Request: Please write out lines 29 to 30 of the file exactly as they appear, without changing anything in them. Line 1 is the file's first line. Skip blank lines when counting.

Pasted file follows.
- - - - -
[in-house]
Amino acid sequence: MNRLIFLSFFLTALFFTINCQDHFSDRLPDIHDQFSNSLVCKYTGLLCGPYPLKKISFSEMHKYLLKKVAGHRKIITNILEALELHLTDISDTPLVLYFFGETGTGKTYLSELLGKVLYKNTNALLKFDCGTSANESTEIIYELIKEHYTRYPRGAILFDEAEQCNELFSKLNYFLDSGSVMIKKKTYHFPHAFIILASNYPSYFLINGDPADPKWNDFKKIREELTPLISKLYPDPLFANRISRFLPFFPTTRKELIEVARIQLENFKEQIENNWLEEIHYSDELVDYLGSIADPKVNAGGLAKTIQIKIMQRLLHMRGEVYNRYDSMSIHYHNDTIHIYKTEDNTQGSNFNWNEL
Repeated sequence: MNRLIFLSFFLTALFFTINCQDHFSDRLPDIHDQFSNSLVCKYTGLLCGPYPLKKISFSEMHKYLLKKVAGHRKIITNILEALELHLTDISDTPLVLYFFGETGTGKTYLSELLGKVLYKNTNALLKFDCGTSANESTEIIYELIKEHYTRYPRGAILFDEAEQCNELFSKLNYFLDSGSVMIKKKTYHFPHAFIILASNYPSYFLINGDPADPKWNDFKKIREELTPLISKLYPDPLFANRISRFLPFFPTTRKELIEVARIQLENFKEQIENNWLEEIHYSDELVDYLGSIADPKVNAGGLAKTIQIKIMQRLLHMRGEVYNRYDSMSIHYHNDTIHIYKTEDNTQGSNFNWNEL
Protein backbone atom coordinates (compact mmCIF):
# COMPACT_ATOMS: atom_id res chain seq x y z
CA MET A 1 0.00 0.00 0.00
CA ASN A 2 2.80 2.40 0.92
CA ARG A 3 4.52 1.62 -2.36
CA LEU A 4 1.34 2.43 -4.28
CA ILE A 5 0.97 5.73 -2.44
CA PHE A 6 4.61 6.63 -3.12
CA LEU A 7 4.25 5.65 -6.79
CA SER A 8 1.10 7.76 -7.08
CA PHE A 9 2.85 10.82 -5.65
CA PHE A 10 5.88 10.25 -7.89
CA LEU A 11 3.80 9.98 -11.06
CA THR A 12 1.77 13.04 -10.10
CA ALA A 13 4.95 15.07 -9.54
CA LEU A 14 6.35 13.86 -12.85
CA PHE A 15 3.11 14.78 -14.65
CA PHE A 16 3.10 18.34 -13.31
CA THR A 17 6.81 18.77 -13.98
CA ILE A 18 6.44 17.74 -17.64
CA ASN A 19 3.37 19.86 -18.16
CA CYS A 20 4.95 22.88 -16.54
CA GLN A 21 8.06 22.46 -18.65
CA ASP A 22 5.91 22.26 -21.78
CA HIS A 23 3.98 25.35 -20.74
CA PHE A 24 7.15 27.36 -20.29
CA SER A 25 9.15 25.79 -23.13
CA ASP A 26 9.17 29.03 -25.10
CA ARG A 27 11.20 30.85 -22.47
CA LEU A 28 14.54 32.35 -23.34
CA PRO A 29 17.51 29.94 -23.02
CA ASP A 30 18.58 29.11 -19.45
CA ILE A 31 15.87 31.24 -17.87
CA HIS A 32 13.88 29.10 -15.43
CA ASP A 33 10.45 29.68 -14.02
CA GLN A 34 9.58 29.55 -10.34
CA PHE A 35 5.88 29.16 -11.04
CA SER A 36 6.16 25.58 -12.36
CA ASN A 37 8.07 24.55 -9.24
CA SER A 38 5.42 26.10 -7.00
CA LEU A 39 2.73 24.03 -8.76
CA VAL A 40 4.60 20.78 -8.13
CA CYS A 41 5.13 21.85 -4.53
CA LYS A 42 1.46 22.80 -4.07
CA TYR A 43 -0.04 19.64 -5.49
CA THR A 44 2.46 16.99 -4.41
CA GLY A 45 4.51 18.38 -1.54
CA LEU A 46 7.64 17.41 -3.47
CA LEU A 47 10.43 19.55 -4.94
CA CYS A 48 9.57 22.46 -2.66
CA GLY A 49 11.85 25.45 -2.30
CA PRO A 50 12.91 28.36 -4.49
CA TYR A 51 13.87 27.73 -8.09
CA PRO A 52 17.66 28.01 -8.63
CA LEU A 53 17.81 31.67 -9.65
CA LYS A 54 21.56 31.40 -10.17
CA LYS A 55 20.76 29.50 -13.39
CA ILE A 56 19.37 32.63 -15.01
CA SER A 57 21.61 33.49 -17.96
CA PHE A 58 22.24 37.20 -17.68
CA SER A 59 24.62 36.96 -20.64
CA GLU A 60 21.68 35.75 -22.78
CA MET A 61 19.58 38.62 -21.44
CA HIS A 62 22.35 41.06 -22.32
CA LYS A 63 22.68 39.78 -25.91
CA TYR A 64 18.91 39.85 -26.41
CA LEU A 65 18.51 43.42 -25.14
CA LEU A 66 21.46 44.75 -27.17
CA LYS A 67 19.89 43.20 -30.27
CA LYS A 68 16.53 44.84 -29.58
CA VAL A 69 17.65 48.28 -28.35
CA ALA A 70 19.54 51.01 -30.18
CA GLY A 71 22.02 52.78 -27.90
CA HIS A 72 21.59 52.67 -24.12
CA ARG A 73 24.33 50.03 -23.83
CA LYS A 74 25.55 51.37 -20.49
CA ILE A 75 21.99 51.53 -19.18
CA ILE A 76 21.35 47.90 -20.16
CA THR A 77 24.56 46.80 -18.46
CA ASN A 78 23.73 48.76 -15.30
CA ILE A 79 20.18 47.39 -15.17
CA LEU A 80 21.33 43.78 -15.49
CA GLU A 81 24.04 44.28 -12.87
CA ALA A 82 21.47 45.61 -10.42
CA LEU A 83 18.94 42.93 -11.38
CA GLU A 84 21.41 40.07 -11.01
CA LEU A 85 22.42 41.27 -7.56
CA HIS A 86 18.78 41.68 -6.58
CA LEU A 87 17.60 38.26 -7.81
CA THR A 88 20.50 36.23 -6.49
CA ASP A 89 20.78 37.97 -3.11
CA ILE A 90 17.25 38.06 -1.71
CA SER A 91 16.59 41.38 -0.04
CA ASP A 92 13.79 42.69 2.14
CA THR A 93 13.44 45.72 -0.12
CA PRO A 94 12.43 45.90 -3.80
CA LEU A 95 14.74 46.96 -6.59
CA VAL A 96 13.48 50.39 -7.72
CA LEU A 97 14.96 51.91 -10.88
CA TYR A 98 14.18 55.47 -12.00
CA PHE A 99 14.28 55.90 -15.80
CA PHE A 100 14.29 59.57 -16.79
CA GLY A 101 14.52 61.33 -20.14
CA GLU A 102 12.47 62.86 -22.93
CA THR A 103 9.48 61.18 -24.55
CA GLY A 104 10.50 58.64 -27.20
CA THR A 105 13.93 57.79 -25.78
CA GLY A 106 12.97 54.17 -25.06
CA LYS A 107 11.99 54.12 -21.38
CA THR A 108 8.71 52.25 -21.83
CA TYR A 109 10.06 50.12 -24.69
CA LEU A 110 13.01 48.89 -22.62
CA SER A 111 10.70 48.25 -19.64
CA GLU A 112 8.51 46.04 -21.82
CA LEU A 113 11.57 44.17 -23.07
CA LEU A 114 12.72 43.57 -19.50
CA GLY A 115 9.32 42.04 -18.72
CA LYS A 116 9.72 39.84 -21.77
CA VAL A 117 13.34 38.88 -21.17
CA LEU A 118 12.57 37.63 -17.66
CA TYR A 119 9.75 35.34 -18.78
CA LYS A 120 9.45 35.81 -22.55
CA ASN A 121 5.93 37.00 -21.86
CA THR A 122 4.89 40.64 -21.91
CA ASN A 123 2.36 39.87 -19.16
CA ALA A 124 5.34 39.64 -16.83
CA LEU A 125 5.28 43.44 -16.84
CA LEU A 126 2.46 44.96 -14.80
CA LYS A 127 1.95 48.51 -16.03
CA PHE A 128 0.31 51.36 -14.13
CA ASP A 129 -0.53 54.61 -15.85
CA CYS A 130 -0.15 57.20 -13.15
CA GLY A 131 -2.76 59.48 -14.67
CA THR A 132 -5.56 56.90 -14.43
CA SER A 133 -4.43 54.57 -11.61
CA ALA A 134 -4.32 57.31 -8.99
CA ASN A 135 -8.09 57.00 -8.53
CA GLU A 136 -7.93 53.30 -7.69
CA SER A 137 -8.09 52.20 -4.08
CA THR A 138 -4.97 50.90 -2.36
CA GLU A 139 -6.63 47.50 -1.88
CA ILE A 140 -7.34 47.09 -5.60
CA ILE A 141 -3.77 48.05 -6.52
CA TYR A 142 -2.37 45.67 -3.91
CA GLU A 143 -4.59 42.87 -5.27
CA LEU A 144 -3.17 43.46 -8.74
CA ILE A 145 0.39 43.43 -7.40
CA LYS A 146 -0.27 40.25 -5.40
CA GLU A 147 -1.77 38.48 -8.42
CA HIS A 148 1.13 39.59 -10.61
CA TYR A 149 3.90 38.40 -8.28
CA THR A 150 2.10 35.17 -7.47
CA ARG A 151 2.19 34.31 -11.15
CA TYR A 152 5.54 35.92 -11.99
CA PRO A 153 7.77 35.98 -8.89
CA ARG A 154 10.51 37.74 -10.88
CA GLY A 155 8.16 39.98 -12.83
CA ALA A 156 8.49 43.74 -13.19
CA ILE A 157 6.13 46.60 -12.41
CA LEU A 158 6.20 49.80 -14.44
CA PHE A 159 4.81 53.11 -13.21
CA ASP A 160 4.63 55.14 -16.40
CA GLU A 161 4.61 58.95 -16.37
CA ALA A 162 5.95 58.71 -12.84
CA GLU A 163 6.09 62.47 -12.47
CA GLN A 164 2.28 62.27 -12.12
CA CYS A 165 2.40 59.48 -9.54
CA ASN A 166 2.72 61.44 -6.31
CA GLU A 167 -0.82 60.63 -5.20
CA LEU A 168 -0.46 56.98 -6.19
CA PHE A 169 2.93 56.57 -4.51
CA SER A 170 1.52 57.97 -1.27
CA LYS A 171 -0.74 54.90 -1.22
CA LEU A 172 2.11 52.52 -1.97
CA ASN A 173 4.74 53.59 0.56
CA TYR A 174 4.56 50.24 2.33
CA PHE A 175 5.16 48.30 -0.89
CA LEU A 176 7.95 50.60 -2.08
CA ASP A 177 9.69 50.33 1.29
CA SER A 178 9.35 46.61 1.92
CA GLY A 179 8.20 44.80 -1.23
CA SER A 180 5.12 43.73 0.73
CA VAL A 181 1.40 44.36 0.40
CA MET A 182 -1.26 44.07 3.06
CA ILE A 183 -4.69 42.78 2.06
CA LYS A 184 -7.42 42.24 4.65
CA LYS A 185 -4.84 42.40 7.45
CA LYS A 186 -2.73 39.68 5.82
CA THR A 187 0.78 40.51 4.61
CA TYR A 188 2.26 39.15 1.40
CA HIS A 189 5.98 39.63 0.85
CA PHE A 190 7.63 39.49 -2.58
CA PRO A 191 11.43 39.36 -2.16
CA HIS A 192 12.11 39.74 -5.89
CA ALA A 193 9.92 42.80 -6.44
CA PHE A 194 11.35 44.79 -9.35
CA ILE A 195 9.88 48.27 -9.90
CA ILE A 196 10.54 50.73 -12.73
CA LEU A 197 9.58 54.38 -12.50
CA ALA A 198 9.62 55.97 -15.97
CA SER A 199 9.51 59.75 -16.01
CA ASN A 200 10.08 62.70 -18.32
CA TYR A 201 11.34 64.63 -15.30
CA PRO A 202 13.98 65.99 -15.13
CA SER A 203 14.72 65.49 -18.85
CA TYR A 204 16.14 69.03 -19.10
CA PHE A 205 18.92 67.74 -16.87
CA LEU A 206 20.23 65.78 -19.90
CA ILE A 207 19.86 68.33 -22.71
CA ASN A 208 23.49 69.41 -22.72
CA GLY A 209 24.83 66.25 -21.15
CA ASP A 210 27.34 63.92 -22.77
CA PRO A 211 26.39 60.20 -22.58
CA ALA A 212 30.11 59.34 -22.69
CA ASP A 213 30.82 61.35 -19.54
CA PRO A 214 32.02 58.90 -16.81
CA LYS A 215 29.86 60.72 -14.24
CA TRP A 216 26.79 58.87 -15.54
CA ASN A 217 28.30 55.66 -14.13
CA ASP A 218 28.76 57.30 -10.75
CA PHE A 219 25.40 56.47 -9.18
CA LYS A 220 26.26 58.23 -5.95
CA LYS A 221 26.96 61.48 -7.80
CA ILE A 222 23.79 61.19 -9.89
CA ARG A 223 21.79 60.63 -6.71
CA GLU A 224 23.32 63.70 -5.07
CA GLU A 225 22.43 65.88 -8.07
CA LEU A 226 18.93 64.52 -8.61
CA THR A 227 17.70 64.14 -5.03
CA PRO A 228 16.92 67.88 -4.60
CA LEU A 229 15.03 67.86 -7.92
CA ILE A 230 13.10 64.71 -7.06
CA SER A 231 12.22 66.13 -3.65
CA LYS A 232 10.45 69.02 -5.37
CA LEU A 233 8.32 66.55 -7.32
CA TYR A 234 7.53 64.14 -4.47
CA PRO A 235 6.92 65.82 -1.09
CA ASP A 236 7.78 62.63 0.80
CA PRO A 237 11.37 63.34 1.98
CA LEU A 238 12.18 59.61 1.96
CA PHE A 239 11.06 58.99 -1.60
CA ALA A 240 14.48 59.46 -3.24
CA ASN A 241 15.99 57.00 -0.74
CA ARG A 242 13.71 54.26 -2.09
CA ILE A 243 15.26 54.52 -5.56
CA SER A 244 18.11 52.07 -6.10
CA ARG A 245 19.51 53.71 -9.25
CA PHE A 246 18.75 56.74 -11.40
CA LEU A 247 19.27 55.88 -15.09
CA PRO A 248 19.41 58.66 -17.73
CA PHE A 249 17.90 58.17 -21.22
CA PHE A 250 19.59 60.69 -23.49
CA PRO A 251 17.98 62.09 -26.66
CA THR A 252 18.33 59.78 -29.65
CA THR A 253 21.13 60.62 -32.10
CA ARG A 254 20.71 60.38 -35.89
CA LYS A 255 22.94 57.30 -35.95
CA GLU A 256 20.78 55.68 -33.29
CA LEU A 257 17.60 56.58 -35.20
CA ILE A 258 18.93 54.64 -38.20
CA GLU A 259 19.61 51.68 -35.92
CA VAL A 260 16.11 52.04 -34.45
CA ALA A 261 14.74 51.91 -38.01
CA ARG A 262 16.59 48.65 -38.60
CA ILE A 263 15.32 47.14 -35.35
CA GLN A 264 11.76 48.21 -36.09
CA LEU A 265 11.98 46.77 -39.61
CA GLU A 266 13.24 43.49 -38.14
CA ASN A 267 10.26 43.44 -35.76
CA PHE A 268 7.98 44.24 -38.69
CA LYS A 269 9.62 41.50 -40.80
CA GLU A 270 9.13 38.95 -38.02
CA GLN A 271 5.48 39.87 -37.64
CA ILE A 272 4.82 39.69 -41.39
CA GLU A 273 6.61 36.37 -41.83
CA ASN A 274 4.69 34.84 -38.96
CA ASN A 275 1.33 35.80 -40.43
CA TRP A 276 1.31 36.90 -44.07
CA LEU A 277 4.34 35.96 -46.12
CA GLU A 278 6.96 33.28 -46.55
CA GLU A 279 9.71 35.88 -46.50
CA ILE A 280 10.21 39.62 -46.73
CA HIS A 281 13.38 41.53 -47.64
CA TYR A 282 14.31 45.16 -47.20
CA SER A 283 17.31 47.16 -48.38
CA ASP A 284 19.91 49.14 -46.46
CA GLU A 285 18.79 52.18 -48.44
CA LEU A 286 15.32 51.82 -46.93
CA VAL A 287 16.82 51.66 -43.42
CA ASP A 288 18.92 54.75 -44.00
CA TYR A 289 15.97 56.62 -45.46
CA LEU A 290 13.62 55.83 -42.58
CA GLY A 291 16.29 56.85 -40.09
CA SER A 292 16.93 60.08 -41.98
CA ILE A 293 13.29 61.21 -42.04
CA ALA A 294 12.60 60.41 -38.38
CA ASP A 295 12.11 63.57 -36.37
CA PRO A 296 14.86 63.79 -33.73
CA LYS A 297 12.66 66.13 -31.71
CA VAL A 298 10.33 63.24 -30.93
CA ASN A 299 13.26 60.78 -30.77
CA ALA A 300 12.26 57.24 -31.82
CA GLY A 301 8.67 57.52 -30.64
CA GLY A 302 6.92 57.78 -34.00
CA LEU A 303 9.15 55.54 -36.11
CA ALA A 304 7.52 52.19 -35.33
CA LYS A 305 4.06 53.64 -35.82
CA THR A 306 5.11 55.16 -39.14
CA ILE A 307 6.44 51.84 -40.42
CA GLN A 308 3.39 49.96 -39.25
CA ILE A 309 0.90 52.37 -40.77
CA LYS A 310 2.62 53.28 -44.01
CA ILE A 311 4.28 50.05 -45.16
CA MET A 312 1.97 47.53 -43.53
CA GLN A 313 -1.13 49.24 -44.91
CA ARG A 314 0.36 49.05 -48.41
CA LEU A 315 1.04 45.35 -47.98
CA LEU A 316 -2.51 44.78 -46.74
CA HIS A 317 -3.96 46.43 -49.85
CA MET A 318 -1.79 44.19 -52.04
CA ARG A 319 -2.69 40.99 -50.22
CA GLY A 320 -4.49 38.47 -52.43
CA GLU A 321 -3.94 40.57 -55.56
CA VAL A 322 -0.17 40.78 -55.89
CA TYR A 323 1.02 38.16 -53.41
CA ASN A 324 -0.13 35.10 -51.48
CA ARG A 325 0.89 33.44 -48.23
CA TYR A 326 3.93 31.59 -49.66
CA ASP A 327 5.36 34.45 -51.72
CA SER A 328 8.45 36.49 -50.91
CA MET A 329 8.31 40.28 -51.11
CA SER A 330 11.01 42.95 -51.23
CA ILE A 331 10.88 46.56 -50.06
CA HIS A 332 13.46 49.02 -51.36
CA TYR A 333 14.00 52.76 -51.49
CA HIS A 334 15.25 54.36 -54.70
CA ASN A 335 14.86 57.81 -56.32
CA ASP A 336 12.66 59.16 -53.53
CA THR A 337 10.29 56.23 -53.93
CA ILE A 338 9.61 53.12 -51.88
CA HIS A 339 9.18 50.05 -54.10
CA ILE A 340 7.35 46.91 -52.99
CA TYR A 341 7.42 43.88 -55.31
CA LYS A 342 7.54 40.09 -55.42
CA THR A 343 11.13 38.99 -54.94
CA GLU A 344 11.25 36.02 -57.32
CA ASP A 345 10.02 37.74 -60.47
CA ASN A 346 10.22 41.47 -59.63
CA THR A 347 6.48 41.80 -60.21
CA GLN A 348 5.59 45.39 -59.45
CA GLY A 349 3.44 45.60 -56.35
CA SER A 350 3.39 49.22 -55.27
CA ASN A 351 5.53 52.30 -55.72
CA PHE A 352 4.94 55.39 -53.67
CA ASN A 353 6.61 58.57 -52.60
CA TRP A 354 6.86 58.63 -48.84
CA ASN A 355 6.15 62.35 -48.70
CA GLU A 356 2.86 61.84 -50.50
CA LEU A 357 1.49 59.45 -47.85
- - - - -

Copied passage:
CA PHE A 24 7.15 27.36 -20.29
CA SER A 25 9.15 25.79 -23.13